After successfully completing firefighter promotion and getting a new job as a ranking officer in the fire service there will be a lot of pressure on you to be a good leader. One way to quickly earn the support and trust of those you are leading is through macromanagement.
Macromanagement is, “a hands-off leadership style that gives the employees control and autonomy over their work.” This means as a supervisor you focus on the big picture and larger goals of your crew instead of focusing and scrutinizing every small menial job your crew works on. A macromanager wants to build trust with their team and encourage them to learn as they go by doing things for themselves.
How to Macromanage
The first step to being a macromanager is giving and setting very clear expectations and guidelines for, well everything. You assign a job, explain the end goal, and let your subordinates just go for it. For example, here is your project, I expect it to be done in 24 hours using these resources. You define the end goal, but give your people the opportunity to use their own creativity and skillset to get the project completed on their own.
Open Communication & Support
A very important part of being a micromanager and letting your crew tackle all types of things on their own is being open to them coming to you when needed for help, clarification and so on. Trusting your crew to get jobs done solo is wonderful, but ensuring you are there for any support they may need is key. If you don’t establish this open communication with them, it may leave them feeling confused and frustrated as they work through projects and tasks. In addition, because they don’t realize they are able to come to you for help when needed, it may lead to things being done improperly resulting in failed work.
Observe From Afar
As a macromanager you still need to observe what your crew is doing, but you need to do it in a way that is not from a place of wariness. Observing your crew is especially important as someone who is freshly promoted and working with a new team of people. You still need to know what they can do, to find strengths and weaknesses. Even though you may not know their skill set first hand, you still want to give them the freedom and trust to work without you, their new supervisor, breathing down their neck. Some good ways to do this are to just observe from afar by giving them a variety of projects requiring different skills and just letting them tackle it and see what they are capable of. Remember, the goal of macromanagement is to focus more on the end result versus how it was achieved. To give a bit of workplace freedom where accessible. Even as a new supervisor, a new officer, you do not need to be a micromanager. You can learn about your new crew without holding their hand or standing next to them every second of the day.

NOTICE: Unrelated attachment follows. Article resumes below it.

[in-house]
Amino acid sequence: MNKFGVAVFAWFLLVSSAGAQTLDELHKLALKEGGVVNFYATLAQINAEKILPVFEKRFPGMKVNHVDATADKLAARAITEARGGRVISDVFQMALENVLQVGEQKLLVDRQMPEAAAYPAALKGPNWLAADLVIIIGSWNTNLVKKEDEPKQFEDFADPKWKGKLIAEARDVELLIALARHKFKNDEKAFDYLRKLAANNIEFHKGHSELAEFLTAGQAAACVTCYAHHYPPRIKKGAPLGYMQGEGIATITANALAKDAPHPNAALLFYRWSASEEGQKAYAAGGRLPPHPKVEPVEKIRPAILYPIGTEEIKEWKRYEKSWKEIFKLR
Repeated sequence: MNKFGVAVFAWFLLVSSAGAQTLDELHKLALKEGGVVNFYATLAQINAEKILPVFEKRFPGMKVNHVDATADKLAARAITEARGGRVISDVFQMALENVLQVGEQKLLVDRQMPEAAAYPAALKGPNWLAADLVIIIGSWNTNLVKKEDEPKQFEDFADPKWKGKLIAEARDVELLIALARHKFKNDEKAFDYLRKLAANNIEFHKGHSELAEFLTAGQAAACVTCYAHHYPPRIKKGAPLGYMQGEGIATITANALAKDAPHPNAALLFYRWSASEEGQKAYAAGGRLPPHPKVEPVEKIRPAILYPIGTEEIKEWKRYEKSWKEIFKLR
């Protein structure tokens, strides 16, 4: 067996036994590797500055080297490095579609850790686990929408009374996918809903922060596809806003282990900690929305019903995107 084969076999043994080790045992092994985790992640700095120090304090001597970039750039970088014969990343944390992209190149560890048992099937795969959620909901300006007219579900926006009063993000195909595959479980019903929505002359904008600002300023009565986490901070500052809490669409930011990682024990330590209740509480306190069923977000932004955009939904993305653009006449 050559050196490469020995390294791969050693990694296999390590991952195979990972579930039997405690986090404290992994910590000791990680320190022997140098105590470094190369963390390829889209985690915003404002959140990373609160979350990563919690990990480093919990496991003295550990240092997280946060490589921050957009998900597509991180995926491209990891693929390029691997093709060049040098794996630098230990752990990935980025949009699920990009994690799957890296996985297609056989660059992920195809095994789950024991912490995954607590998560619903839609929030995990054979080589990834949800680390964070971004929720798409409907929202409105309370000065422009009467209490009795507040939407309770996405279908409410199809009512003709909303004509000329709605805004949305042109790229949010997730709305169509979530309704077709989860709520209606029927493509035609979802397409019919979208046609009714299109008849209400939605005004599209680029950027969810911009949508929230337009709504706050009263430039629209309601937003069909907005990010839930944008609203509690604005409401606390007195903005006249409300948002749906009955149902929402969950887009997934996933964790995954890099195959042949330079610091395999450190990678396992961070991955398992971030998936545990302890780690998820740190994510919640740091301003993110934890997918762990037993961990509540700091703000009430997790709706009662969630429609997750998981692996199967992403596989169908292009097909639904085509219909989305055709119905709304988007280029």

Cheer Them On
A macromanager is a supportive leader every step of the way. The easiest way to show support is just to cheer your crew on as they go. Be there to tell them they are doing a good job as they progress on their tasks as well as show your appreciation for their hard work and a job well done. As cheesy as it sounds to be a cheerleader, just remember no one wants to work for someone that never gives them credit for their work. Having a supervisor who supports you and appreciates you makes you want to work harder and do more.
As a macromanager with open communication with your crew, discussing what happened after a project or a call is crucial to help everyone learn and grow. Once a project is completed or a call is over talk about it. What went right, what went wrong? Where can we improve next time? The key here is to take a step back, you allow them the chance to reflect on their own and add your input and support where needed. You are not analyzing their work or actions, they are doing that themselves with your guidance. This will come naturally so long as you keep communication open and come from a place of respect.
The goal as a macromanager is to let people work the way they want to work as long as the job is getting done within your stated guidelines. Creating a space where people are free to work as they see fit, versus how you see fit, makes a much more pleasant work environment for everyone, it builds trust amongst your crew, and will save you a lot of time to do your own work if you aren’t hovering watching your crew work all the time. However, as a ranking officer there will be times you need to reprimand your crew. There will be times when they simply fail and you will need to blatantly say it. Stuff happens, it cannot always be perfect. It is your job to take it all in stride and decide the best way to lead your crew in each situation.